How it works

Every year a lot of nutrients are taken out from soil together with the harvest. When soil is tilled, countless beneficial micro-organisms die, making humus levels and overall soil fertility deplete. Without the right micro-biology present in the soil, many nutrients are being wasted, increasing erosion, and decreasing the harvest.

Soil microbes are in the soil to break down organic matter and solubilise minerals. As plants and turf grass are not able to use minerals or organic matter that are in the soil, they are broken down by the micro-biology. Only these solubilised compounds and worm castings can pass through the plant cell wall to fertilise the plants giving them the energy to growth.

Soil microbes are in the soil to solubilise minerals into plant food. They also de-compact the soil and promote root growth. As plants grow larger roots, it allows a greater nutrient exchange and resilience for the life of the plant. Soil microbes are also the food for earthworms, which leads to an increase of earthworms in the soil. Soil microbes work as bio-control, helping to reduce pests and diseases on your crops. They also consume organic matter, leading to reduced crop residue and thatch layers under your turf, reducing disease spores. Soil microbes build the soil structure. Healthy soil is alive with beneficial soil microbes. Plants grown in a healthy soil can cope better with changes and stress, such as extreme heat, drought, flood, frost and use of chemicals.

Usually farmers use chemical fertilisers to restore the nutrients lost from soil, where immediate effect on plant growth can be witnessed. However, chemical fertilisers cannot provide food for all beneficial micro-organisms, meanwhile degrading the soil with formation of salts. As time goes by, fertilisation becomes waste of money, because of lack of the right biology to hold on to these added nutrients. Water courses get contaminated with leached nutrients, only causing further problems.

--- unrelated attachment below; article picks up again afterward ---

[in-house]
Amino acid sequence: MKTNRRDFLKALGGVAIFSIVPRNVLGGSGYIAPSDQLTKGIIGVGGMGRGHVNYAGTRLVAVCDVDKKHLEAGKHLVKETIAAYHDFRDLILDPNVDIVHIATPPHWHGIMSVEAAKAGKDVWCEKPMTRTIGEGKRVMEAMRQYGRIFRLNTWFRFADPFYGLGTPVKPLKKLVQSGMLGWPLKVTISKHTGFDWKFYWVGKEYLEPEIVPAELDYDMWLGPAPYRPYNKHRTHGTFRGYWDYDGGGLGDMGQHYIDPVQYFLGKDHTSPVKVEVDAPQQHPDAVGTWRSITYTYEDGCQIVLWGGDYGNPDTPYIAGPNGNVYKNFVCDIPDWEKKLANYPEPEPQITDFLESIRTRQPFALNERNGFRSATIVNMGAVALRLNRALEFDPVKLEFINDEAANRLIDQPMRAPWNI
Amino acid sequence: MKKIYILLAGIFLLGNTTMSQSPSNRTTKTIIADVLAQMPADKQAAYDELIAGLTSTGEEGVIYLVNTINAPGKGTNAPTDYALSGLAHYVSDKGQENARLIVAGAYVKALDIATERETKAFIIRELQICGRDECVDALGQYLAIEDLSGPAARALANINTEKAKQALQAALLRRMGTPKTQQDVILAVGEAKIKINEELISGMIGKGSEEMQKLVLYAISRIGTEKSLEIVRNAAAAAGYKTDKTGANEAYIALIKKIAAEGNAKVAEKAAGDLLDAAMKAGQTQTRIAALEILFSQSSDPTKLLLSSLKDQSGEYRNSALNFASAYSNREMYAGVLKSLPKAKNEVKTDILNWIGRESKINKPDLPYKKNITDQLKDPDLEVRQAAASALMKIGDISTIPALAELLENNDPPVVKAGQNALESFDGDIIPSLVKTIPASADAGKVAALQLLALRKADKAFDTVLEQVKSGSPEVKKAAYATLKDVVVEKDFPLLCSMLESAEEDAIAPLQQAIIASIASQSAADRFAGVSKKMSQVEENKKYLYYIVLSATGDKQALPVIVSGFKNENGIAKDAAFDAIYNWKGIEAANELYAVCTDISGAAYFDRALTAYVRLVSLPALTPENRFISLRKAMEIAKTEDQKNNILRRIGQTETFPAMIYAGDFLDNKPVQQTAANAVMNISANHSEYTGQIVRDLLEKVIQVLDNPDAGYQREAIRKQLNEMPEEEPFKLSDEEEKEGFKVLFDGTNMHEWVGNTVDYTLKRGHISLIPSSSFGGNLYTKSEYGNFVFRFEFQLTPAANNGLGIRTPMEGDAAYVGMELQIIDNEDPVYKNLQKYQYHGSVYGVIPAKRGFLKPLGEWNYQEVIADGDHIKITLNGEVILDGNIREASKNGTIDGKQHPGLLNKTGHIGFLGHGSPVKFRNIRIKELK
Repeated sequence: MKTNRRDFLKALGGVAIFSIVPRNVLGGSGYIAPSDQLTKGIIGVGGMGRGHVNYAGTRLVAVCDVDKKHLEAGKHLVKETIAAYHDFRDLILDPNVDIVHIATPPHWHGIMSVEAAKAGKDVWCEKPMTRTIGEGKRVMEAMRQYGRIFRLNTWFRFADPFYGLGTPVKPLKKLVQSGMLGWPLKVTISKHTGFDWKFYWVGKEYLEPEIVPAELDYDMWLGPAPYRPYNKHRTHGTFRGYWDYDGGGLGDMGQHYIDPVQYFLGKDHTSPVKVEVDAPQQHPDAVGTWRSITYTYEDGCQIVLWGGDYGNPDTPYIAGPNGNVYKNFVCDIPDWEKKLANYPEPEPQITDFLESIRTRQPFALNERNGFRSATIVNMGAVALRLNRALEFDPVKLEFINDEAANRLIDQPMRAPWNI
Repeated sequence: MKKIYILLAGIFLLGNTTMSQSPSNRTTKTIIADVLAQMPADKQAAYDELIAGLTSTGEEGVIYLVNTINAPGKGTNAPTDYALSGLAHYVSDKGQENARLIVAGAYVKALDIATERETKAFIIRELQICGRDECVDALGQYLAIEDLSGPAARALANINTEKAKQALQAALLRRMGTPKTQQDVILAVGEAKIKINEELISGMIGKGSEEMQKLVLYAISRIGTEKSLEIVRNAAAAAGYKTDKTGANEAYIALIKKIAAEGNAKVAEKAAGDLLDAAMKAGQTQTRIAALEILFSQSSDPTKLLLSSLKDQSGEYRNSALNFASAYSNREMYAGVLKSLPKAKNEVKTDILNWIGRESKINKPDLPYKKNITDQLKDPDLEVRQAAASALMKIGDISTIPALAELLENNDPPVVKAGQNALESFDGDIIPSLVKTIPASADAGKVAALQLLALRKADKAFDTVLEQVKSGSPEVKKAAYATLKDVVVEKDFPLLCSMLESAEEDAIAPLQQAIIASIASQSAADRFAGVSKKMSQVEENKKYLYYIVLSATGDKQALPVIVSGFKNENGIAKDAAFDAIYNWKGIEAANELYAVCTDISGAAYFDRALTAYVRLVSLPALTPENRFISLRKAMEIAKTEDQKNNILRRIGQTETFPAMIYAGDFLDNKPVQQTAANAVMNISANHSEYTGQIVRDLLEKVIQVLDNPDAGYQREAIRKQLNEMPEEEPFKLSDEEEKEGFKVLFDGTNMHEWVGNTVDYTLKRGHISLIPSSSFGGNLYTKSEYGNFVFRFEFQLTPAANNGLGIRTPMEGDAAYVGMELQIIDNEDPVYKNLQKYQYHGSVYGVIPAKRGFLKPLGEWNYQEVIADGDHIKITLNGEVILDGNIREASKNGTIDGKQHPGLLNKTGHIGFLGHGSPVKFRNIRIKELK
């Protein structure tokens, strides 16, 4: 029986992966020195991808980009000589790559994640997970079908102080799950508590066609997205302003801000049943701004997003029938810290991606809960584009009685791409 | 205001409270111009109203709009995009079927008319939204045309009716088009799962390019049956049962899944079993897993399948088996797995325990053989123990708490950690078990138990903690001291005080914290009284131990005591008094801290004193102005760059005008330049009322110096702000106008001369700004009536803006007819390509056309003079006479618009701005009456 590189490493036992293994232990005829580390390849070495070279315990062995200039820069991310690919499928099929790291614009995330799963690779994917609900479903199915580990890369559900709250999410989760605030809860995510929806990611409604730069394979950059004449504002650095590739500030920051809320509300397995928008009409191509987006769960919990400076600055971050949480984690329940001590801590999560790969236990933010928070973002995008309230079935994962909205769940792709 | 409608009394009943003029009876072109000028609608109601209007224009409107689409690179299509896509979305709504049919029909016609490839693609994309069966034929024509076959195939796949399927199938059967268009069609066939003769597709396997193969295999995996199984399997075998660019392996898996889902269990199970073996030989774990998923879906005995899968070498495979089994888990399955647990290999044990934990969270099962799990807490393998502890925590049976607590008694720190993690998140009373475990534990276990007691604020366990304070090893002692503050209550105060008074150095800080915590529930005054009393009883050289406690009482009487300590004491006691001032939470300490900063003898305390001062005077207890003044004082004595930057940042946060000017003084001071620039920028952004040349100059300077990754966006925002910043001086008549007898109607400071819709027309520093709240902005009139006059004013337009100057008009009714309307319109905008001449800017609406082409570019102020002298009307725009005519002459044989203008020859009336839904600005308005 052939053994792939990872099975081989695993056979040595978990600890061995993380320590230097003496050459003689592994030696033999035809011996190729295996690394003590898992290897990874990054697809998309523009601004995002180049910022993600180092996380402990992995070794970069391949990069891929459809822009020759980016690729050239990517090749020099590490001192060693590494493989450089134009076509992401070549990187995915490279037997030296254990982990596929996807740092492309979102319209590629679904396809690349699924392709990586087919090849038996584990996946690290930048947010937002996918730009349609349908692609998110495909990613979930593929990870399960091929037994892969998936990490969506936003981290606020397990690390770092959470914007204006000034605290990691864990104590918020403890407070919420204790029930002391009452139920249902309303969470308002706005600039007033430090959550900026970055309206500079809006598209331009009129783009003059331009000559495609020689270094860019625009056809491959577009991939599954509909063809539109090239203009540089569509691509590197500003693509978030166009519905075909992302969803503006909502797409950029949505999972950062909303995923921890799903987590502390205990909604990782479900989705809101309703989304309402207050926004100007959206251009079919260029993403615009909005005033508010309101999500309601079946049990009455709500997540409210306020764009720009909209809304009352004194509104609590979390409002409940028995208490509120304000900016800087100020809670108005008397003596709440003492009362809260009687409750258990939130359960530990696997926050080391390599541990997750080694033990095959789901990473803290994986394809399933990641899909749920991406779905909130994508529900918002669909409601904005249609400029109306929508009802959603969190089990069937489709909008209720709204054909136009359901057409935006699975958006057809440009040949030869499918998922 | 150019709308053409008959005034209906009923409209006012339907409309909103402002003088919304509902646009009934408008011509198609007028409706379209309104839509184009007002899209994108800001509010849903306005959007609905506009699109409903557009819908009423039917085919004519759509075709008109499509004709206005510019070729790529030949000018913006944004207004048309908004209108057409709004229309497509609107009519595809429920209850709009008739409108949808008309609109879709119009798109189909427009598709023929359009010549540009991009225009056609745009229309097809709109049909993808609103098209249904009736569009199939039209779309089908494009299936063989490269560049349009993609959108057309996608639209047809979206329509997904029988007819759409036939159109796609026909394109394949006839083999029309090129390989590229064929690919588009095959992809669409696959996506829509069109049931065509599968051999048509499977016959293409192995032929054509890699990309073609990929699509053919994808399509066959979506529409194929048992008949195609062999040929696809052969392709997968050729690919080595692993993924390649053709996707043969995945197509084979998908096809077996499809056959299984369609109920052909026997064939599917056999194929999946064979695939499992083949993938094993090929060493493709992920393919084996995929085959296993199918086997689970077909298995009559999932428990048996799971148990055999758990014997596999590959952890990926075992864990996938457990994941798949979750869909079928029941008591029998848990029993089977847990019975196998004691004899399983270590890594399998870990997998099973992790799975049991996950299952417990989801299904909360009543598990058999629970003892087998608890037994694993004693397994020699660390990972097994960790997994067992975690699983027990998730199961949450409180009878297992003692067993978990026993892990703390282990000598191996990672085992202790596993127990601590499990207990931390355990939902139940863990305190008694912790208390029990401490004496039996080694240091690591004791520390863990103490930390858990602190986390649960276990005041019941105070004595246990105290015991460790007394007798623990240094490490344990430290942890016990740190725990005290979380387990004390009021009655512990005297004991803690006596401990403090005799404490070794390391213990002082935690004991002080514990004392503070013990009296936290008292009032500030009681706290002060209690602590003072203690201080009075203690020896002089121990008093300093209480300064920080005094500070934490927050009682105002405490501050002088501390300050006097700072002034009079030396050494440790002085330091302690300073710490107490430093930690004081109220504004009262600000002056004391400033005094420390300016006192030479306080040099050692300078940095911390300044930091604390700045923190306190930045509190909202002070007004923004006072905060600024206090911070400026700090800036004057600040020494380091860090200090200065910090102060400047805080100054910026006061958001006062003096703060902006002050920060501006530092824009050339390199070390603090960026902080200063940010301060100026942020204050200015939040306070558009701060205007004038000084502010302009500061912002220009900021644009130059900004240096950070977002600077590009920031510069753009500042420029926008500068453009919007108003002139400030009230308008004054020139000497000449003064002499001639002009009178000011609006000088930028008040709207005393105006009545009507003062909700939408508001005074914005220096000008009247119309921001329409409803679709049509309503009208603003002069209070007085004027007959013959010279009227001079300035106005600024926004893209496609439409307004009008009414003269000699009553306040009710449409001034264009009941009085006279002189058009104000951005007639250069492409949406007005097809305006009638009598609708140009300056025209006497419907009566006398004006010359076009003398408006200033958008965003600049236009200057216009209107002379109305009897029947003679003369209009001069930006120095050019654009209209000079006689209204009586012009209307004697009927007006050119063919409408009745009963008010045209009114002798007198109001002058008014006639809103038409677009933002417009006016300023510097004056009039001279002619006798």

Every organism present in the soil plays an important role in soil ecosystem, and we humans should look after these organisms to ensure that the soil stays fertile, and less dependent on chemical fertilisers.


How to ensure yield while saving soil organisms?

Feed soil microbes, and build good conditions for them to thrive. This can be done with Ecoworm Soil Extract, which enhances the natural growing mechanisms of the plant and soil through increasing photosynthesis and feeding microbial communities.

Why organic fertiliser?

Organic fertilisers should be your primary choice as they do not harm the environment while bringing your soil back to life. They have no negative effect on our natural waterways fish or frogs, and are safe to use around children and pets.

When the soil is healthy, microbes feed on minerals, nutrients and even tied up chemicals that are already in the soil. These compounds stay in the microbes’ bodies until they are consumed by other soil microbes or die. This prevents the nutrients and minerals from leaching out of the soil profile with heavy rain or irrigation. This is the organic slow release method of farming that is sustainable, and this is why you can reduce your fertiliser inputs when you go organic.

Chemical fertilisers should be avoided, as they are harmful for our environment. They kill the microbes in the soil, on crops and plants, as well as leach out and contaminate ground water. Another issue with chemical fertilisers apart from destroying the biology in your soil is that they hold the chemical fertiliser in the soil. Therefore, when you overwater your lawn, crops, or when heavy rain leaches and washes the synthetic fertiliser down through the soil profile, the chemicals end up in our ground water polluting our natural rivers and lakes.

Besides all the harm they do to our environment, they also harm its inhabitants. When using chemical fertilisers you poison yourself and your loved ones by simply breathing these chemicals. Do you really want your children and pets play on chemically fertilised lawn, or eat food grown on these nasty chemicals?

Read more:
Fertilising lawns
Fertilising pastures
Fertilising sport fields
Fertilising golf courses